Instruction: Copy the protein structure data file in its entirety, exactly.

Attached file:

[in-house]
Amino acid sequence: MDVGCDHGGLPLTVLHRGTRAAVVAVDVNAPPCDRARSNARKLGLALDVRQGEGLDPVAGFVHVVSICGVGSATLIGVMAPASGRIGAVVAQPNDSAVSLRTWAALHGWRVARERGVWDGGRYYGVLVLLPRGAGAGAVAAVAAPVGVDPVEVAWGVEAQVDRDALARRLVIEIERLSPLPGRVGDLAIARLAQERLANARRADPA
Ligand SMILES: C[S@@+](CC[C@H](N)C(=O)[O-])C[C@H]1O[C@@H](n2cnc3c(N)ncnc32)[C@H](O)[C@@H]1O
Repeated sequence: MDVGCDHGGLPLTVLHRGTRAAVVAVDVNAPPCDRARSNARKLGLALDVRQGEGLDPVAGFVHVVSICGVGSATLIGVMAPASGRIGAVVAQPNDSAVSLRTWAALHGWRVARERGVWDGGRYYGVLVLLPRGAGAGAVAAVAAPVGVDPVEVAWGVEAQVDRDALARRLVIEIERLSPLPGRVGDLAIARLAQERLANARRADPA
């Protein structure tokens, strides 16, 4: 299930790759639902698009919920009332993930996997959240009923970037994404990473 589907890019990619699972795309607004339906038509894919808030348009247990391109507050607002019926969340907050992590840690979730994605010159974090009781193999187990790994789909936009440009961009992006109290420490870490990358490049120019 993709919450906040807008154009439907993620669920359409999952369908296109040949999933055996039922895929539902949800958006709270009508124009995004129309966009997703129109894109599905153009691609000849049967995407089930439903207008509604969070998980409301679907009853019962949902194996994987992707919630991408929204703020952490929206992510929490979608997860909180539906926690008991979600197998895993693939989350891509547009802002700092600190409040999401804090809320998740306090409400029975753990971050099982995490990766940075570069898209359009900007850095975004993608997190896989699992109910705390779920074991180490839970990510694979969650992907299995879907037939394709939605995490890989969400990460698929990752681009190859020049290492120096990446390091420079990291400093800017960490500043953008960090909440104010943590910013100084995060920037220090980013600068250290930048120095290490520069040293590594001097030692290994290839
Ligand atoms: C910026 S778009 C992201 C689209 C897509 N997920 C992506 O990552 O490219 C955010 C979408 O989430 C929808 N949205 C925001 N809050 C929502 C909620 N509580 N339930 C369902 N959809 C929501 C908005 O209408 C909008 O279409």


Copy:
[in-house]
Amino acid sequence: MDVGCDHGGLPLTVLHRGTRAAVVAVDVNAPPCDRARSNARKLGLALDVRQGEGLDPVAGFVHVVSICGVGSATLIGVMAPASGRIGAVVAQPNDSAVSLRTWAALHGWRVARERGVWDGGRYYGVLVLLPRGAGAGAVAAVAAPVGVDPVEVAWGVEAQVDRDALARRLVIEIERLSPLPGRVGDLAIARLAQERLANARRADPA
Ligand SMILES: C[S@@+](CC[C@H](N)C(=O)[O-])C[C@H]1O[C@@H](n2cnc3c(N)ncnc32)[C@H](O)[C@@H]1O
Repeated sequence: MDVGCDHGGLPLTVLHRGTRAAVVAVDVNAPPCDRARSNARKLGLALDVRQGEGLDPVAGFVHVVSICGVGSATLIGVMAPASGRIGAVVAQPNDSAVSLRTWAALHGWRVARERGVWDGGRYYGVLVLLPRGAGAGAVAAVAAPVGVDPVEVAWGVEAQVDRDALARRLVIEIERLSPLPGRVGDLAIARLAQERLANARRADPA
């Protein structure tokens, strides 16, 4: 299930790759639902698009919920009332993930996997959240009923970037994404990473 589907890019990619699972795309607004339906038509894919808030348009247990391109507050607002019926969340907050992590840690979730994605010159974090009781193999187990790994789909936009440009961009992006109290420490870490990358490049120019 993709919450906040807008154009439907993620669920359409999952369908296109040949999933055996039922895929539902949800958006709270009508124009995004129309966009997703129109894109599905153009691609000849049967995407089930439903207008509604969070998980409301679907009853019962949902194996994987992707919630991408929204703020952490929206992510929490979608997860909180539906926690008991979600197998895993693939989350891509547009802002700092600190409040999401804090809320998740306090409400029975753990971050099982995490990766940075570069898209359009900007850095975004993608997190896989699992109910705390779920074991180490839970990510694979969650992907299995879907037939394709939605995490890989969400990460698929990752681009190859020049290492120096990446390091420079990291400093800017960490500043953008960090909440104010943590910013100084995060920037220090980013600068250290930048120095290490520069040293590594001097030692290994290839
Ligand atoms: C910026 S778009 C992201 C689209 C897509 N997920 C992506 O990552 O490219 C955010 C979408 O989430 C929808 N949205 C925001 N809050 C929502 C909620 N509580 N339930 C369902 N959809 C929501 C908005 O209408 C909008 O279409």